The Silencing of Career Vision

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Most of us keep our wildest career dreams under wraps. I’m convinced this is completely normal. (What we value most — is always the most heavily protected.) When I decided to become a psychologist, I really didn’t know my own mind or what I had to offer. Over the years that picture has become more defined. It developed. It has also pivoted from the original dream that flashed through my mind’s eye at 17.

That is also completely normal.

When we are young, everyone asks about our career “dreams”. Where we want to go, what we would like to contribute. As we get older — not as much. We stop envisioning and we can start to “settle”. Just like the newly poured foundation of a house.

I believe that is where organizations lose their best people to disengagement. Either managers do not have the time and training to discuss such things or contributors aren’t encouraged to force the conversation. The best places to work, get things done. But career vision is in the corner of their eye. It isn’t ignored.

They acknowledge that when work life stagnates, the end is around the corner.

That is why it is critical to dreams. To envision.

In that way, we can flesh out what is there (or not).

In that way we can hammer out a path or at least away to incorporate that passion.

I challenge you to share your next dream chapter with 3 people.

Consider how that vision can become (at least in part) a reality.

Dr. Marla Gottschalk is an Industrial/Organizational Psychologist. She is a charter member of the LinkedIn Influencer Program. Her thoughts on work life have appeared in various outlets including Talent Zoo, Forbes, Quartz and The Huffington Post.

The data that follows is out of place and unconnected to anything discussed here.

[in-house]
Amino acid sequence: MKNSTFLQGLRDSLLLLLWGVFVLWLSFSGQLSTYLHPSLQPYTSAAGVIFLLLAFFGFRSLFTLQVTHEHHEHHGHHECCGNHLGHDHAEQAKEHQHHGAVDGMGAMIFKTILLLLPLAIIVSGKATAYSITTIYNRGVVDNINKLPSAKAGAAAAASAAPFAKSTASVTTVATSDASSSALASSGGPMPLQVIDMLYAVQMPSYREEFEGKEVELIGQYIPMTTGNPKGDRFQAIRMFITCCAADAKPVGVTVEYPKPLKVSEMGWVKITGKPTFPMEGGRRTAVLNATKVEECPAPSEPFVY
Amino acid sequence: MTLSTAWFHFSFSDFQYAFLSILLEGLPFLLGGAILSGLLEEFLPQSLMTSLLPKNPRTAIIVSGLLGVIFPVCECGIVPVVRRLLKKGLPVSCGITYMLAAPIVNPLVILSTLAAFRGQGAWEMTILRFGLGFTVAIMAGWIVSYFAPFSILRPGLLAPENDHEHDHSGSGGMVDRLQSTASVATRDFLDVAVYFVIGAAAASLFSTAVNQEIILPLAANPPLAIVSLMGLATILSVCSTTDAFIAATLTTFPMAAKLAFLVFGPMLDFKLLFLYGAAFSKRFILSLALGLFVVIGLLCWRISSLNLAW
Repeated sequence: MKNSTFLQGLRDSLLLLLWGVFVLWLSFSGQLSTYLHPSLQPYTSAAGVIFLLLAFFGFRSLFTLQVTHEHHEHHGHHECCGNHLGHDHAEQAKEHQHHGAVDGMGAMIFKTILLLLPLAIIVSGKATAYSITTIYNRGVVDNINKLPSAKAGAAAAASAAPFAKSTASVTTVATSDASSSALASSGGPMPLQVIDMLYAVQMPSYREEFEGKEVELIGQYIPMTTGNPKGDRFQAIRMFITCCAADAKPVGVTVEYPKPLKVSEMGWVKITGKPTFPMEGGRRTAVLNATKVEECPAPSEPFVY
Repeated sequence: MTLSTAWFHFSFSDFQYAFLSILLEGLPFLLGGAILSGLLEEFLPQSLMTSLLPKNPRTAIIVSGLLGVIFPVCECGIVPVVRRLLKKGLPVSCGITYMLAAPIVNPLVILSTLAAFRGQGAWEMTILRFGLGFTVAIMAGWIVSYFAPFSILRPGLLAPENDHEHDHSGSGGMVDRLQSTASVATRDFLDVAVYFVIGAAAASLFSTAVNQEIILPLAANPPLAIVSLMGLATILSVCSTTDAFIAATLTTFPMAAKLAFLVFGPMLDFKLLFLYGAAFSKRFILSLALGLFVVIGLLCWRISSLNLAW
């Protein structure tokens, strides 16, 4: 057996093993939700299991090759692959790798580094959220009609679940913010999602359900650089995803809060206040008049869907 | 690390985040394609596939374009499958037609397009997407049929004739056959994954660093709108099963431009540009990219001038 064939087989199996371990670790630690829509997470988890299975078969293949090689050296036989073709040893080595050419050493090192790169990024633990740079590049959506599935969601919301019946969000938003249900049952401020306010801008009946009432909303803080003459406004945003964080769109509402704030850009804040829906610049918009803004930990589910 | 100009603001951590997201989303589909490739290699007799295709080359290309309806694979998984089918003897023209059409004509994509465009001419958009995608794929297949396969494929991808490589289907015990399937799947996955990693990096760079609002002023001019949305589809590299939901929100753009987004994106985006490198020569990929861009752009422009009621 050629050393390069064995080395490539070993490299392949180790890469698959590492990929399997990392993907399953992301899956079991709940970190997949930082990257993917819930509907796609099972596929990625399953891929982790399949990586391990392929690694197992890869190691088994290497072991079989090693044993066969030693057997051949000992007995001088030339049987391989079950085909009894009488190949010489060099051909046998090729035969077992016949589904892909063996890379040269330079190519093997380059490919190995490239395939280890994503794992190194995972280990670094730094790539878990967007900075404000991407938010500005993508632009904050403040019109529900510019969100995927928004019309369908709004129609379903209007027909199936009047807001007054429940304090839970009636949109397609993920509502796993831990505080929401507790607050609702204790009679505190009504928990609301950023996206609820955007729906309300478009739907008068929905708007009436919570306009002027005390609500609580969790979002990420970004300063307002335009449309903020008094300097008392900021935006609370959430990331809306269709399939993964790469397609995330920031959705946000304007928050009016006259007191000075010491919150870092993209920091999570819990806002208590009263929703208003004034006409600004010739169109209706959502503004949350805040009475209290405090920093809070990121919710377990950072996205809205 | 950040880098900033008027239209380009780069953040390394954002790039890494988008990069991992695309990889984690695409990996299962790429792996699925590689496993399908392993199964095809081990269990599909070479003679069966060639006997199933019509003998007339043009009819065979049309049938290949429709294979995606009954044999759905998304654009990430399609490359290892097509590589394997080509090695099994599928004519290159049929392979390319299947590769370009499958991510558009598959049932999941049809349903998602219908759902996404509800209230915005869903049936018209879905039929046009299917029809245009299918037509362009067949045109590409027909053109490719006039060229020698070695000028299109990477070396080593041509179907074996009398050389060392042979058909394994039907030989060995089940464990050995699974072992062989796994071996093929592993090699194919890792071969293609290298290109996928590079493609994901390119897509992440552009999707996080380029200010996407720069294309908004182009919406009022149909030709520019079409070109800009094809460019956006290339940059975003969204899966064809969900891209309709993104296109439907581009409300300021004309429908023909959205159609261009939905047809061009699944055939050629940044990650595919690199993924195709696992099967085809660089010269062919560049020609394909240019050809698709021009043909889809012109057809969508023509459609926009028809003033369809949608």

5 thoughts on “The Silencing of Career Vision

  1. Very powerful. And timely. Meeting needs, saying yes, being “useful” – can strangle the envisioning process. Sharing with three others, that will mean formulating boundaries and actually fleshing out what has become mostly vapor and wishfulness. Thank you. Your posts are great. Me, I’m grateful.

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  2. I liked the article. I knew as a high school student from my very first day in a factory that manufacturing was my home. I love a plant. After a couple of engineering degrees an MBA and several years working my career dream got distilled to a couple of basic beliefs. Be willing to do your time; always add value; and believe that one day it will pay off. I have taken every assignment nobody else wanted and have spent a 25+ yr career apprenticing for a COO spot. I still believe in it and still think one day it will pay off. Dreams can change but be sure they changed for the right reason and not because you are giving in.

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  3. Who I want to be when I grow up keeps changing over the course of my career as I learn more about myself. Each step along the way helps me recognize what I like to do and what I don’t like to do. I wish hiring managers would abolish the question ‘Where do you see yourself in 5 – 10 years?’ because it seems so disingenuous to say I have that figured out when the things I value naturally change over time. When I started my career I often heard hiring managers say if I can’t see you moving up one or two positions in this organization I wouldn’t hire you. Or I’m looking for my replacement when I move up, etc. Just seems unheard of these days. I blame it on the Millennials who keep messing things up for us Gen-Xers. Ha-ha. Always enjoy your posts.

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  4. Very interesting viewpoint but sometimes stories and dreams feel proprietary. If I share my dream, I won’t be “all in” and promotions, etc will stay on the team. Sometimes, dreams shift, too, and we can’t be afraid to adjust the sails.

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